Equity market update from HFF Senior Managing Director Jon Mikula.
After a year of price discovery, increased target allocations and a commitment to real estate investing strategies by institutional investors speak to the health of the market. New Jersey has remained at the forefront of the investment scene, attracting a healthy mix of investment from private investors, listed REITs, institutions and foreign capital sources seeking better risk-adjusted returns. In an environment where policy uncertainty looms, transaction volume has been slow to gain momentum across the U.S. during the first quarter of 2017, but pricing remains resilient, and investors are eager to deploy capital.
The joint venture equity space is both abundantly liquid and highly fragmented, with no single player accounting for a significant market share. This deep bench of capital sources changes regularly with new sources entering the space and others taking a backseat (to adjust strategies, await market disruptions or allow construction allocations to stabilize). For local and regional operators, this atmosphere has become increasingly daunting to navigate. Amidst today’s economic backdrop, investors are becoming more selective and generally more cautious. The vetting process for new operating partners can be scrupulous as capital providers look to place money with best-in-class operators that offer insightful local expertise, extensive development experience and/or strong pre-existing platforms.
Institutional investors remain under-allocated to the industrial space relative to other asset classes, producing a healthy appetite for high-quality and well-located industrial product. New Jersey is a primary target market for investors looking to amass scale in core locations. Trends of cap rate compression carry forward into 2017 as many pursue e-commerce tenants and urban in-fill “last mile” B product as covered land plays. Recapitalizations and joint venture development opportunities enable investors to break into the New Jersey market without competing for existing product at sub-five percent cap rate levels. Minimum yield on cost (“YOC”) for new development or value-add recaps: 6 to 6.25 percent.
New Jersey’s healthy renter base, combined with a tapering off of new deliveries over the next two years, indicates a stable future for New Jersey’s multi-family market. Demographic trends continue to demonstrate a propensity for renting versus owning, and the state boasts a diverse renter base in terms of age, income and household type. Along the Gold Coast, concerns of a potential correction in the ultra-luxury market loom, yet performance has proven strong in the face of heightened deliveries with absorption rates reaching record levels and leasing specials limited to a handful of communities during initial lease up. Core investors remain focused on the fundamental drivers of long-term property performance, while value-add investors seek higher yield opportunities in growth markets. Minimum YOC for new development or value-add recaps: 6.25 percent.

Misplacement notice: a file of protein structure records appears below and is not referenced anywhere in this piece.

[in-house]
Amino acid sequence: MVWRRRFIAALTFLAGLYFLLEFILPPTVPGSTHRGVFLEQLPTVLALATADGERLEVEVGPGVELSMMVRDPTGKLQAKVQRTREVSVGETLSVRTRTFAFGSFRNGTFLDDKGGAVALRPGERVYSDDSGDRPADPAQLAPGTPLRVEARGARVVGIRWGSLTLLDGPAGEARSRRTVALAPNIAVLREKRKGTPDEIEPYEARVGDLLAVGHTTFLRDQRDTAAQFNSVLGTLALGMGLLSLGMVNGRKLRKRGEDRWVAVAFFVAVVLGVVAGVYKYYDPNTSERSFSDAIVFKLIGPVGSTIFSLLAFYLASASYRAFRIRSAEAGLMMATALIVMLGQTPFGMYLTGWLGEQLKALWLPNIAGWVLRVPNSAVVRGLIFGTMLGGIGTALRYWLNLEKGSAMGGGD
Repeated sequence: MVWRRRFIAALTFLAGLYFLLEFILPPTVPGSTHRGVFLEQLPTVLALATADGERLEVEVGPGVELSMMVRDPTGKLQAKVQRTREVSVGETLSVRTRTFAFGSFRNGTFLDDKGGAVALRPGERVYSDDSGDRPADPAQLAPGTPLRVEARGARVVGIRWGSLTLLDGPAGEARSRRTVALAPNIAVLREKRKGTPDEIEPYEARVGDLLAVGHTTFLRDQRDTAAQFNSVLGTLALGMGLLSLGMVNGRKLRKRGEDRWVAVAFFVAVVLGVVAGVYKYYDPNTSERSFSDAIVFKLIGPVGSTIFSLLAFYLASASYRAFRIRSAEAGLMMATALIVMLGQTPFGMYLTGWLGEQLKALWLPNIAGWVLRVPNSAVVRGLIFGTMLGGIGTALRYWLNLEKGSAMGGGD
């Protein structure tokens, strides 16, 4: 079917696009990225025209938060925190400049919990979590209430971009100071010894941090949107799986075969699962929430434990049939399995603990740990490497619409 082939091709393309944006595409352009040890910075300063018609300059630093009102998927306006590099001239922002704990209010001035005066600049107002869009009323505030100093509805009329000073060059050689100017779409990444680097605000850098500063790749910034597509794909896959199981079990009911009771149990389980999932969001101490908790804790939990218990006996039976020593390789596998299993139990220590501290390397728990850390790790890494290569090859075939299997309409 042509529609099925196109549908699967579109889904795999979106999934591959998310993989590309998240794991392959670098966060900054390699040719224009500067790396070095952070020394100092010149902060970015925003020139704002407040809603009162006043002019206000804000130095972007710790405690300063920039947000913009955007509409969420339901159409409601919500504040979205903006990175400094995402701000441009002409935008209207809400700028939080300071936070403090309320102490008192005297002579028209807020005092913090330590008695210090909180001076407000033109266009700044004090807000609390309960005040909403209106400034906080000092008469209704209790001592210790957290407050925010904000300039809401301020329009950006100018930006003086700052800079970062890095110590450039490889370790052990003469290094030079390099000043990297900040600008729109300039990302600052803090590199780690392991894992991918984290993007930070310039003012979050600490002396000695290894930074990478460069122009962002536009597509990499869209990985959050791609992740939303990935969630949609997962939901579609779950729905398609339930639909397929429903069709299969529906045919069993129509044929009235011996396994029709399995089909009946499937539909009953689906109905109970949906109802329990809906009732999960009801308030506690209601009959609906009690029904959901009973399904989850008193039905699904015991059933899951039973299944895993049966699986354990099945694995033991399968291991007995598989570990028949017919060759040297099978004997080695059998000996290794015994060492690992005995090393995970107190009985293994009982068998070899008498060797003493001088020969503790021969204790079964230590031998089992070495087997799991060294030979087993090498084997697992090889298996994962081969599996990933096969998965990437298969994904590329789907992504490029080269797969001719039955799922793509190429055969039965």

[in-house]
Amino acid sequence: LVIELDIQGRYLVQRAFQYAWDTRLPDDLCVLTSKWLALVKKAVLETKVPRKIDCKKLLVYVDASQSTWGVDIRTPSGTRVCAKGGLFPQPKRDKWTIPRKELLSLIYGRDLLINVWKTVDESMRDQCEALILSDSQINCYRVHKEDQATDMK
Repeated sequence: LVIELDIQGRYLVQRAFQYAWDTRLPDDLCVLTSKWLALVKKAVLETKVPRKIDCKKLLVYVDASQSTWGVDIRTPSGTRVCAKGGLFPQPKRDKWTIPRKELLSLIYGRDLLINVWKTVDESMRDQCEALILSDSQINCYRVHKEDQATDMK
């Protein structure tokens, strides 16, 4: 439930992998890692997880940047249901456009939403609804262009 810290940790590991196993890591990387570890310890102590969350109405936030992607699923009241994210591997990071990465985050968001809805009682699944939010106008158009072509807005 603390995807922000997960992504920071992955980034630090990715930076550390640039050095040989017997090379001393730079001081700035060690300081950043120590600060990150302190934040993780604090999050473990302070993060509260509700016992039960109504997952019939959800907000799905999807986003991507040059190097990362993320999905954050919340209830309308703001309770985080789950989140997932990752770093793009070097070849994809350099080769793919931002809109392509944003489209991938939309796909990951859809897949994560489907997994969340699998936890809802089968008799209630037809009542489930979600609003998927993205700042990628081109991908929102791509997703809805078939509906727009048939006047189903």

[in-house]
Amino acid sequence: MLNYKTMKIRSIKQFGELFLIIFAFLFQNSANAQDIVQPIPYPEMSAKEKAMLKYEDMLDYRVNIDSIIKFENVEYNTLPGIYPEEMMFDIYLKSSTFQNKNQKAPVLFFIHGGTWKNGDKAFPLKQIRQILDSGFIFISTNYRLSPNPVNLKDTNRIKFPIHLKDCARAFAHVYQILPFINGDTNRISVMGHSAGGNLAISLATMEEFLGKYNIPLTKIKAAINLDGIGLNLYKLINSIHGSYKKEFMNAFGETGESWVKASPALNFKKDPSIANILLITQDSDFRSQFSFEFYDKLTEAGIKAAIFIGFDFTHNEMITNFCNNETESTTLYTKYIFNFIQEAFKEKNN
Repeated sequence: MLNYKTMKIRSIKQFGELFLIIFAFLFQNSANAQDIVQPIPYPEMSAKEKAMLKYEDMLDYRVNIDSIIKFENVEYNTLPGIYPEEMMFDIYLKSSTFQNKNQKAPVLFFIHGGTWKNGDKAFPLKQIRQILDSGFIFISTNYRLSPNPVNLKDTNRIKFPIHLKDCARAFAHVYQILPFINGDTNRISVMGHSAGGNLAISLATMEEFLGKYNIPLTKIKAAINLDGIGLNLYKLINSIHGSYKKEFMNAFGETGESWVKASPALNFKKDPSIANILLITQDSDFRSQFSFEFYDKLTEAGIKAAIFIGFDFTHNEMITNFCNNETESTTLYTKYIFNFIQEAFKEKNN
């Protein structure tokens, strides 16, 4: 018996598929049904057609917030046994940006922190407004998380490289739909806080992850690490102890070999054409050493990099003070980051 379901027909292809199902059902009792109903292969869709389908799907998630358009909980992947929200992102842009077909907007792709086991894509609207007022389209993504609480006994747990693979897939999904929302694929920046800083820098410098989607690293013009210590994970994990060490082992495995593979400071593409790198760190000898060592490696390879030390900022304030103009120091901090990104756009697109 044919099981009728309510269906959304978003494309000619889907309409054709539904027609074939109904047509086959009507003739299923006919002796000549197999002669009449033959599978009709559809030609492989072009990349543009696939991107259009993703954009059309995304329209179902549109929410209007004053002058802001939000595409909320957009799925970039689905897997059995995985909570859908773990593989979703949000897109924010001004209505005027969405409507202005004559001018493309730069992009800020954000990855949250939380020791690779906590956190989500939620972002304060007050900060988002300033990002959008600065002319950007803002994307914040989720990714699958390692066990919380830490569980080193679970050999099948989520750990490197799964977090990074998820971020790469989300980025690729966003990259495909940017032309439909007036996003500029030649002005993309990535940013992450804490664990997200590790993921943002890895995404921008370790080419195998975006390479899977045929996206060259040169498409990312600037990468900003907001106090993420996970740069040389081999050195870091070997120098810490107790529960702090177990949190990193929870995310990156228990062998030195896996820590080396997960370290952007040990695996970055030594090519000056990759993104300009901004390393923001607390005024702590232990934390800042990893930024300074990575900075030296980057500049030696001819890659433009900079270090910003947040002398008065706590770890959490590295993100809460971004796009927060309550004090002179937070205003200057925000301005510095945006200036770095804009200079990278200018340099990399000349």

In New Jersey’s retail space, a lack of investment opportunities has resulted in a slowdown of year-to-date transaction volume. Grocery-anchored and necessity-based retail remain the preferred product types while development opportunities have become increasingly limited. Demand is strong for newer construction with reputable anchor tenants, brand name grocers and/or a national tenant mix. Investors are eager for opportunities to implement value-add business plans and are less inclined to pay premiums for fully-stabilized product. Minimum YOC for new development or value-add recaps: 7.5 percent.
New Jersey’s office market continues to attract an increasing amount of employees and employers due to its proximity to New York City, educated employment base and diverse economic landscape. Demand for highly specialized, amenity-rich work space has driven a trend away from multi-tenanted corporate buildings and toward build-to-suit transactions commanding top-of-the-market rents. Firms are increasingly seeking modern, personalized space with transit access in an effort to attract and retain top talent. Minimum YOC for new development or value-add recaps: eight percent.
Cautious optimism is the theme of 2017 as growth expectations moderate, commercial real estate allocations increase and investors focus on placing capital in markets with sound fundamentals.
Jon Mikula is a senior managing director and Co-Office Head in HFF’s New Jersey office and a member of the firm’s leadership committee. He has more than 20 years of experience in commercial real estate finance and is primarily responsible for arranging debt and equity placement transactions, as well as the day-to-day operations of the firm’s New Jersey office. During his tenure at HFF, Mr. Mikula has completed in excess of $7 billion in commercial real estate transactions.
Mr. Mikula joined the firm in May 2000. Prior to HFF, he spent six years with the David Cronheim Mortgage Corporation in Chatham, New Jersey, where he served as Managing Director. He also spent two years at James R. Poole & Company in Newark, New Jersey.
Originally published in Real Estate NJ.